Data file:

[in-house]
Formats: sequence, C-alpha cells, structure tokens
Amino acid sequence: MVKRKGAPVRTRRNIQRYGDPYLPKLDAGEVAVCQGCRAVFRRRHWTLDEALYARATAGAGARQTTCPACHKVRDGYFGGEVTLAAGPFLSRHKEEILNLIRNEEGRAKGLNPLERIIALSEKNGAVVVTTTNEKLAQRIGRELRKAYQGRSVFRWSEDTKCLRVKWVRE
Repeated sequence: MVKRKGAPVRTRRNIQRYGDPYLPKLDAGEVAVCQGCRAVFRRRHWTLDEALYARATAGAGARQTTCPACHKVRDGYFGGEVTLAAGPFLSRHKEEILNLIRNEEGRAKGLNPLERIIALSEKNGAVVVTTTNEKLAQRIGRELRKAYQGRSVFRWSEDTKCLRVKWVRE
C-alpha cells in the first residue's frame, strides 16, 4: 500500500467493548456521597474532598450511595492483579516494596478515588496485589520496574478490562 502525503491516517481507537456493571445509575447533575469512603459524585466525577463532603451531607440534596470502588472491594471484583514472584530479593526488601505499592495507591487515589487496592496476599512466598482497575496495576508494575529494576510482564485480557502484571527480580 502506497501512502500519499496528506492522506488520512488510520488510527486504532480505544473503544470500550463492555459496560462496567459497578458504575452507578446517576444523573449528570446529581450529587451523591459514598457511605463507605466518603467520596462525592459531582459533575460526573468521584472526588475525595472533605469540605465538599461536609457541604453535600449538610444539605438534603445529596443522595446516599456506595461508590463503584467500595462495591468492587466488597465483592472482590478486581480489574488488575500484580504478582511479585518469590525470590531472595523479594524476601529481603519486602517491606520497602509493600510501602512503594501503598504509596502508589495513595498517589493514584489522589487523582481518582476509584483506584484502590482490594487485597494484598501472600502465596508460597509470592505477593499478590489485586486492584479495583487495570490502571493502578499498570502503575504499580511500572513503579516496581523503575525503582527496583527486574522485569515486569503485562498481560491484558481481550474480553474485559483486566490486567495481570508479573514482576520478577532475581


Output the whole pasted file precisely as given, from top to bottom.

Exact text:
[in-house]
Formats: sequence, C-alpha cells, structure tokens
Amino acid sequence: MVKRKGAPVRTRRNIQRYGDPYLPKLDAGEVAVCQGCRAVFRRRHWTLDEALYARATAGAGARQTTCPACHKVRDGYFGGEVTLAAGPFLSRHKEEILNLIRNEEGRAKGLNPLERIIALSEKNGAVVVTTTNEKLAQRIGRELRKAYQGRSVFRWSEDTKCLRVKWVRE
Repeated sequence: MVKRKGAPVRTRRNIQRYGDPYLPKLDAGEVAVCQGCRAVFRRRHWTLDEALYARATAGAGARQTTCPACHKVRDGYFGGEVTLAAGPFLSRHKEEILNLIRNEEGRAKGLNPLERIIALSEKNGAVVVTTTNEKLAQRIGRELRKAYQGRSVFRWSEDTKCLRVKWVRE
C-alpha cells in the first residue's frame, strides 16, 4: 500500500467493548456521597474532598450511595492483579516494596478515588496485589520496574478490562 502525503491516517481507537456493571445509575447533575469512603459524585466525577463532603451531607440534596470502588472491594471484583514472584530479593526488601505499592495507591487515589487496592496476599512466598482497575496495576508494575529494576510482564485480557502484571527480580 502506497501512502500519499496528506492522506488520512488510520488510527486504532480505544473503544470500550463492555459496560462496567459497578458504575452507578446517576444523573449528570446529581450529587451523591459514598457511605463507605466518603467520596462525592459531582459533575460526573468521584472526588475525595472533605469540605465538599461536609457541604453535600449538610444539605438534603445529596443522595446516599456506595461508590463503584467500595462495591468492587466488597465483592472482590478486581480489574488488575500484580504478582511479585518469590525470590531472595523479594524476601529481603519486602517491606520497602509493600510501602512503594501503598504509596502508589495513595498517589493514584489522589487523582481518582476509584483506584484502590482490594487485597494484598501472600502465596508460597509470592505477593499478590489485586486492584479495583487495570490502571493502578499498570502503575504499580511500572513503579516496581523503575525503582527496583527486574522485569515486569503485562498481560491484558481481550474480553474485559483486566490486567495481570508479573514482576520478577532475581